Garmin G500H Advanced Display System - A Glass Cockpit for Helicopters

When we hear the name Garmin, the first thought that generally pops into our head is GPS. Garmin makes GPS and a whole lot more, especially for the aviation marketplace. The G500H avionics display system for VFR Part 27 helicopters brings an electronic flight instrument system (EFIS) flight solution to the rotorcraft marketplace segment. The system is currently STC’d in the Bell 206 and 407 helicopters, as well as in the AS350B2, AS350B3 and EC130B4 helicopters. Other STCs are currently in progress.

The G500H is optimized for the rotorcraft market and builds upon the best features of the G500 and G600 systems that are for designed for the fixed-wing aircraft market. Specially adapted to the needs of helicopter operators, Garmin’s helicopter synthetic vision technology (HSVT) brings a graphical perspective to the G500H. Available as an option, HSVT can make a difference when visibility is less than ideal. The G500H system is composed of line replaceable units (LRUs) that incorporate a modular design which greatly eases troubleshooting and maintenance tasks when required. A failure or problem can be isolated to a particular LRU that can then be replaced easily and quickly. Each LRU performs a system function or set of functions that contribute to the system’s overall operation. The following LRUs are standard with the G500H system:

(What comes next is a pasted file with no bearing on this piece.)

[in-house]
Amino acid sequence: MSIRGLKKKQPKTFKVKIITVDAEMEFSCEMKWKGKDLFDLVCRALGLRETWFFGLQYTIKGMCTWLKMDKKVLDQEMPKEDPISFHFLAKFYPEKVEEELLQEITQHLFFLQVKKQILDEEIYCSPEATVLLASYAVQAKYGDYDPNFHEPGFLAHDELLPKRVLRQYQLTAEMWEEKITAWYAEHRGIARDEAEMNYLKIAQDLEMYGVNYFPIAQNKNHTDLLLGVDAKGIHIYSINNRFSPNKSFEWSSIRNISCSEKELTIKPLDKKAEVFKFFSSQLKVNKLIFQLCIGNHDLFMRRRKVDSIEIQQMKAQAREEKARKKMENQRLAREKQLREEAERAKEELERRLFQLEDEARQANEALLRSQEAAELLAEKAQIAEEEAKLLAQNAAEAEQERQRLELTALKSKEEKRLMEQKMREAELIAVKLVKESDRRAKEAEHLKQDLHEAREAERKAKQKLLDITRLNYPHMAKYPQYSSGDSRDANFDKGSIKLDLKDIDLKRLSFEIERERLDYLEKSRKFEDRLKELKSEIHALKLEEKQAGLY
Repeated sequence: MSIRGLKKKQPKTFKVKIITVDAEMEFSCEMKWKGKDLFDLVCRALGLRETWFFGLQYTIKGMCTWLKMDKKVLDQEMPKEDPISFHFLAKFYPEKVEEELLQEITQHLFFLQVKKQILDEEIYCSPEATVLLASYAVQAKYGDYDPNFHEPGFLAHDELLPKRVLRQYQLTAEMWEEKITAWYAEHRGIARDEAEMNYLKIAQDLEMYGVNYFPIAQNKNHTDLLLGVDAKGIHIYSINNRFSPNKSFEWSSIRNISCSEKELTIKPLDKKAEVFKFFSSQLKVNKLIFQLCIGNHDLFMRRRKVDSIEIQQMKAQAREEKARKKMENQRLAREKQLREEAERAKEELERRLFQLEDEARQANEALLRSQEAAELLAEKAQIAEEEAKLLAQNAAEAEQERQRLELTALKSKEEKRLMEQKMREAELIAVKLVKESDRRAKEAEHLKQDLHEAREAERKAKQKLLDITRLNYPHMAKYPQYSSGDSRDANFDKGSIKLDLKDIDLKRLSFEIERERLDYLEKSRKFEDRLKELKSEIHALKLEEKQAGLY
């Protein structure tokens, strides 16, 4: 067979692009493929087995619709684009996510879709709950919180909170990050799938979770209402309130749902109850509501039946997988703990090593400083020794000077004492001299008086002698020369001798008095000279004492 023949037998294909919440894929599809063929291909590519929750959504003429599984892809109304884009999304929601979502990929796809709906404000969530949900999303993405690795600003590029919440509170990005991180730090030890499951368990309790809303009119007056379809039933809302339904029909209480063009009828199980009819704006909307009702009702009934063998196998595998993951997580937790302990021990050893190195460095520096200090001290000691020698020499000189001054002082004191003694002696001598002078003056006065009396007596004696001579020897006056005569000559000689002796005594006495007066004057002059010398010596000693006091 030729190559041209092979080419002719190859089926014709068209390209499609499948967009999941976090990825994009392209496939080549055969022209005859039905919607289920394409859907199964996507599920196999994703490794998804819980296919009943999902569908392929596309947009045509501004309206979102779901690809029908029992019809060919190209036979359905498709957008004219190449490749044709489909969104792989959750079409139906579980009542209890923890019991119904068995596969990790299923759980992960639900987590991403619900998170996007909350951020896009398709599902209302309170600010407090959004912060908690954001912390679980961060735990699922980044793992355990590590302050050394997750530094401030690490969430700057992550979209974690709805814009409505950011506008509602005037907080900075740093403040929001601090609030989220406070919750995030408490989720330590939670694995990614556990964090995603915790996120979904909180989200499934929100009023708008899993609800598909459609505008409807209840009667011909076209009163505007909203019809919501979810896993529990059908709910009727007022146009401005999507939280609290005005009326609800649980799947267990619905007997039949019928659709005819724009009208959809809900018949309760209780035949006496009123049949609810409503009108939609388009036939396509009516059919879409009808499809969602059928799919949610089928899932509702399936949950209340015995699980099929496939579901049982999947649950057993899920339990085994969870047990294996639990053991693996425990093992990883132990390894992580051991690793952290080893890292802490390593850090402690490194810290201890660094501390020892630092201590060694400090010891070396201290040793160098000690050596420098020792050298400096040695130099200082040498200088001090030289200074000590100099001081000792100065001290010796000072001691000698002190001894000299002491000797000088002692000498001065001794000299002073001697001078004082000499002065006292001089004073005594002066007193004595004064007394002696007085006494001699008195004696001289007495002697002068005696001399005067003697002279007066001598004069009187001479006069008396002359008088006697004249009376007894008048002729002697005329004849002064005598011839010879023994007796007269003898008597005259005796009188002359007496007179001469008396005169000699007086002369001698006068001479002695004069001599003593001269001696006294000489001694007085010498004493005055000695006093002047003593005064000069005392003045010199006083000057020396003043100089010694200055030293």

• GDU 620 display control unit

• GRS 77H attitude and heading reference system (AHRS)

• GMU 44 magnetometer

• GDC 74H air data computer (ADC)

• GTP 59 temperature probe

The system can interface with the helicopter’s existing autopilot/flight director or SAS, and also works with the following optional Garmin products:

• GNS 430W or 530W series helicopter terrain awareness and warning system (HTAWS) navigator

• GTX 330/330B traffic

• GDL 69A satellite data link receiver

• SL 30 NavCom


• GTS 800 series traffic

• Audio panel

The G500H avionics display system is an avionics suite designed to replace the traditional flight instrument cluster. Dual 6.5-inch LCD screens, mounted side-by-side in a single bezel, put primary flight display (PFD) and multi-function display (MFD) capabilities right in front of the pilot for easy scanning and interpretation. The PFD screen shows attitude, airspeed, altitude, climb rate and course/heading information. The MFD provides detailed moving-map graphics depicting the helicopter’s current position in relation to ground features, chart data, navaids and flight plan routings.

Available in two versions — one with the primary flight display (PFD) on the right, the other version with the PFD on the left — the G500H offers maximum installation versatility. The system is designed so that it can be installed in a single or dual configuration. Installation is typically done by an authorized Garmin Dealer. The installation itself is straightforward and there are no special mechanical or electrical considerations to take into account. Since this is a digital system, all system communications between LRUs is over RS232, RS422, RS485, ARINC 429 and Ethernet buses.


The G500H avionics display system uses secure digital (SD) cards to load and store various types of data. The cards fit in a slot on the bottom of the GDU 620. The navigation database is updated on a 28-day cycle. It is provided by Garmin and can be downloaded from the specified Garmin Web site. The optional ChartView database is updated on a 14-day cycle and is provided directly by Jeppesen.